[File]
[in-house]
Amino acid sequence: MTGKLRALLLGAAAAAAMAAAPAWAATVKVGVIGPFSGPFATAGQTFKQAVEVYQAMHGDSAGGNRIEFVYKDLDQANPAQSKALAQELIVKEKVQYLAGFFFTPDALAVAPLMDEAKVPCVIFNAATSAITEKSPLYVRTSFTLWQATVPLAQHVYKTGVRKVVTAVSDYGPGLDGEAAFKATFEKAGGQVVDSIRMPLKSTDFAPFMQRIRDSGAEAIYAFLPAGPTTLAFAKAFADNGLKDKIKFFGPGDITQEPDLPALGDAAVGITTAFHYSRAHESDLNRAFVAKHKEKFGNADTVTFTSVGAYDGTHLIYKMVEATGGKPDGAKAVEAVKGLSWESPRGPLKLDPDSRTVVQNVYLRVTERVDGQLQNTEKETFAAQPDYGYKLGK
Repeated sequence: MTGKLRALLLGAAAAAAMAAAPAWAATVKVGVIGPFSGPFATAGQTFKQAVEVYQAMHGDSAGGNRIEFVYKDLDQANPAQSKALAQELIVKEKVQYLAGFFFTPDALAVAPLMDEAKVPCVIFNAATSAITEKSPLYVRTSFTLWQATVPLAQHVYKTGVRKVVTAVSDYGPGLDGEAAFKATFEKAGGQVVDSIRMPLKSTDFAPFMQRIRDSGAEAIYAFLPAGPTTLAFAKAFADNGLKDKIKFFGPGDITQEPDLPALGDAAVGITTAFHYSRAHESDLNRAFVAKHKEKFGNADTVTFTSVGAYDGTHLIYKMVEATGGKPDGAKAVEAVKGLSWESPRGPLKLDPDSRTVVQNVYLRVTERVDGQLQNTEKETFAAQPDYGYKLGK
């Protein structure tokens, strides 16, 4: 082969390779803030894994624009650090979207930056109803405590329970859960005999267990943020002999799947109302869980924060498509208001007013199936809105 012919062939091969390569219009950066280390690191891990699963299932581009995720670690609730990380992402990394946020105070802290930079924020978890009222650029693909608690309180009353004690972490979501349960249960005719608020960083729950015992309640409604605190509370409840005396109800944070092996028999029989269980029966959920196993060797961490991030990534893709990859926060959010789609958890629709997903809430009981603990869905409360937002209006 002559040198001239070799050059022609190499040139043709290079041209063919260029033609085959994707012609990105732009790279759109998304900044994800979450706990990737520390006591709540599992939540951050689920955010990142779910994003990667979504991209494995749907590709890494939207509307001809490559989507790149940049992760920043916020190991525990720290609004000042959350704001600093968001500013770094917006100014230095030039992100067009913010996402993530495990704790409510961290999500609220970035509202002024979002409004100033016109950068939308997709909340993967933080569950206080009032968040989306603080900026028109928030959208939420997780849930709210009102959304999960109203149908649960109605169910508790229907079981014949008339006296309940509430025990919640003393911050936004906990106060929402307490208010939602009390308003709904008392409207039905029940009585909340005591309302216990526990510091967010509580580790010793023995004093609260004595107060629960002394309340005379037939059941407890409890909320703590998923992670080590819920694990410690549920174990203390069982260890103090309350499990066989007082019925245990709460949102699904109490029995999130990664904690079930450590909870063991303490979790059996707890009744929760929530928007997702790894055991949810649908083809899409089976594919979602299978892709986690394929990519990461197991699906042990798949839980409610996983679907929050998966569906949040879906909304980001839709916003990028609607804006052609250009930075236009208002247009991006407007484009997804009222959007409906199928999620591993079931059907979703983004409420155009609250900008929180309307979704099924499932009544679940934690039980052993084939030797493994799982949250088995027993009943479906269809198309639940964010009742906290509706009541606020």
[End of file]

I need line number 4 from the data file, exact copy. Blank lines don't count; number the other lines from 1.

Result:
């Protein structure tokens, strides 16, 4: 082969390779803030894994624009650090979207930056109803405590329970859960005999267990943020002999799947109302869980924060498509208001007013199936809105 012919062939091969390569219009950066280390690191891990699963299932581009995720670690609730990380992402990394946020105070802290930079924020978890009222650029693909608690309180009353004690972490979501349960249960005719608020960083729950015992309640409604605190509370409840005396109800944070092996028999029989269980029966959920196993060797961490991030990534893709990859926060959010789609958890629709997903809430009981603990869905409360937002209006 002559040198001239070799050059022609190499040139043709290079041209063919260029033609085959994707012609990105732009790279759109998304900044994800979450706990990737520390006591709540599992939540951050689920955010990142779910994003990667979504991209494995749907590709890494939207509307001809490559989507790149940049992760920043916020190991525990720290609004000042959350704001600093968001500013770094917006100014230095030039992100067009913010996402993530495990704790409510961290999500609220970035509202002024979002409004100033016109950068939308997709909340993967933080569950206080009032968040989306603080900026028109928030959208939420997780849930709210009102959304999960109203149908649960109605169910508790229907079981014949008339006296309940509430025990919640003393911050936004906990106060929402307490208010939602009390308003709904008392409207039905029940009585909340005591309302216990526990510091967010509580580790010793023995004093609260004595107060629960002394309340005379037939059941407890409890909320703590998923992670080590819920694990410690549920174990203390069982260890103090309350499990066989007082019925245990709460949102699904109490029995999130990664904690079930450590909870063991303490979790059996707890009744929760929530928007997702790894055991949810649908083809899409089976594919979602299978892709986690394929990519990461197991699906042990798949839980409610996983679907929050998966569906949040879906909304980001839709916003990028609607804006052609250009930075236009208002247009991006407007484009997804009222959007409906199928999620591993079931059907979703983004409420155009609250900008929180309307979704099924499932009544679940934690039980052993084939030797493994799982949250088995027993009943479906269809198309639940964010009742906290509706009541606020």